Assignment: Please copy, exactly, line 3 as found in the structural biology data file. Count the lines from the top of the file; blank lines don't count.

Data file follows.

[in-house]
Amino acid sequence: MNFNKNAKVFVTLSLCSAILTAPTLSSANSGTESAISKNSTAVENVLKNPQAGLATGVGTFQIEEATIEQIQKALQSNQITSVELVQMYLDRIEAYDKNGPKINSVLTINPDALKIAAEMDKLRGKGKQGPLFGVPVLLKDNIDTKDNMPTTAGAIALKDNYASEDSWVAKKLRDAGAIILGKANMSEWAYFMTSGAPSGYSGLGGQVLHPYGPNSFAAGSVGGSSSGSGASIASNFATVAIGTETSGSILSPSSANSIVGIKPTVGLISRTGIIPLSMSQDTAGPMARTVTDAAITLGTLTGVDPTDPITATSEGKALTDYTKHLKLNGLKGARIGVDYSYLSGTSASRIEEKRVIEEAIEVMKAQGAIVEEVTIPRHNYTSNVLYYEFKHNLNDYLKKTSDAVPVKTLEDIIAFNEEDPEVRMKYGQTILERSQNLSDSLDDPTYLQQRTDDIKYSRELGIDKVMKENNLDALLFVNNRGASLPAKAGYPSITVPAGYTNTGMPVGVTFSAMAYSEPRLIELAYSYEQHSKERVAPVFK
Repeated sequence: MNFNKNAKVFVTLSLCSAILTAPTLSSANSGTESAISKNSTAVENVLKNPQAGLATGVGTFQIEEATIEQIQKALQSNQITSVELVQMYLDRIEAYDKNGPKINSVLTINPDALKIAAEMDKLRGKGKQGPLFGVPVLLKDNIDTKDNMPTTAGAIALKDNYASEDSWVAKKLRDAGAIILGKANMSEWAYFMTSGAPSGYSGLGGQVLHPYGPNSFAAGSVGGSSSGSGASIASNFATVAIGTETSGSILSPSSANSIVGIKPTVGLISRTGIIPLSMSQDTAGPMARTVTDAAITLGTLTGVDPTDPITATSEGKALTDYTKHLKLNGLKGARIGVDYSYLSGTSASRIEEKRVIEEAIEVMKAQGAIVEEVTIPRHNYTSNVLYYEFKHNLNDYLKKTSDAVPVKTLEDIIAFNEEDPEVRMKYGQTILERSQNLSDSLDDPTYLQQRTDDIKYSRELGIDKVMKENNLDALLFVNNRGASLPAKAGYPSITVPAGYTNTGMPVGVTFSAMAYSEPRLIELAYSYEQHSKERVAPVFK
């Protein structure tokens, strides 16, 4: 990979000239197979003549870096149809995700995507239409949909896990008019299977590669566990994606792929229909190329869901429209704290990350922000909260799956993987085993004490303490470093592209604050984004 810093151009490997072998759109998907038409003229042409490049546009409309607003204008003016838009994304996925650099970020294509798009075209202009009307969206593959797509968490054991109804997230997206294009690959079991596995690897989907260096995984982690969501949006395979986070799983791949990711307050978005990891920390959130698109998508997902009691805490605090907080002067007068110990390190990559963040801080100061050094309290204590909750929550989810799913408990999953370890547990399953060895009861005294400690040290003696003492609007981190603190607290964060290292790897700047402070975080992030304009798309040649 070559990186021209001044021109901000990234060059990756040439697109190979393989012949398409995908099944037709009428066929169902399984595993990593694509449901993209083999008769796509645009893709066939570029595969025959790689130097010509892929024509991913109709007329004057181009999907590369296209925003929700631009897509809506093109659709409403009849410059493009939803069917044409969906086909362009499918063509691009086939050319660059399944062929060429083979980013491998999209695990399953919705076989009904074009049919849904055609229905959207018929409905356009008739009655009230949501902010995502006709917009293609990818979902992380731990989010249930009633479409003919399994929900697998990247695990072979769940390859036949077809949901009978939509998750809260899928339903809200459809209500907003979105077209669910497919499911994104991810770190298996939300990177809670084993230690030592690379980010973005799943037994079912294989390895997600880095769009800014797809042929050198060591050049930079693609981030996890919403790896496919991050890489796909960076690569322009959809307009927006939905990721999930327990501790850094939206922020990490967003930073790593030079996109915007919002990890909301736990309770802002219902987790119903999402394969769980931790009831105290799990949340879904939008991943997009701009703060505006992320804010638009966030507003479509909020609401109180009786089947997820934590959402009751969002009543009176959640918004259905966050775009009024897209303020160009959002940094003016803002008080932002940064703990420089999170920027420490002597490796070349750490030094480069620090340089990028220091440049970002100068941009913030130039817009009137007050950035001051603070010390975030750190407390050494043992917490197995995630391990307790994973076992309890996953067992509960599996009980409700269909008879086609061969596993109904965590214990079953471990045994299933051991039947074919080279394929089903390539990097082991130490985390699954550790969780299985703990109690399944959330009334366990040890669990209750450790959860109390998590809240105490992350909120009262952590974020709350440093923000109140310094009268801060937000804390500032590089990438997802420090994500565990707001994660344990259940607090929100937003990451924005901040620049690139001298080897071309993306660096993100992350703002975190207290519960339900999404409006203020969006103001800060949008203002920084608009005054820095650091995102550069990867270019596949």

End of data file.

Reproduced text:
Repeated sequence: MNFNKNAKVFVTLSLCSAILTAPTLSSANSGTESAISKNSTAVENVLKNPQAGLATGVGTFQIEEATIEQIQKALQSNQITSVELVQMYLDRIEAYDKNGPKINSVLTINPDALKIAAEMDKLRGKGKQGPLFGVPVLLKDNIDTKDNMPTTAGAIALKDNYASEDSWVAKKLRDAGAIILGKANMSEWAYFMTSGAPSGYSGLGGQVLHPYGPNSFAAGSVGGSSSGSGASIASNFATVAIGTETSGSILSPSSANSIVGIKPTVGLISRTGIIPLSMSQDTAGPMARTVTDAAITLGTLTGVDPTDPITATSEGKALTDYTKHLKLNGLKGARIGVDYSYLSGTSASRIEEKRVIEEAIEVMKAQGAIVEEVTIPRHNYTSNVLYYEFKHNLNDYLKKTSDAVPVKTLEDIIAFNEEDPEVRMKYGQTILERSQNLSDSLDDPTYLQQRTDDIKYSRELGIDKVMKENNLDALLFVNNRGASLPAKAGYPSITVPAGYTNTGMPVGVTFSAMAYSEPRLIELAYSYEQHSKERVAPVFK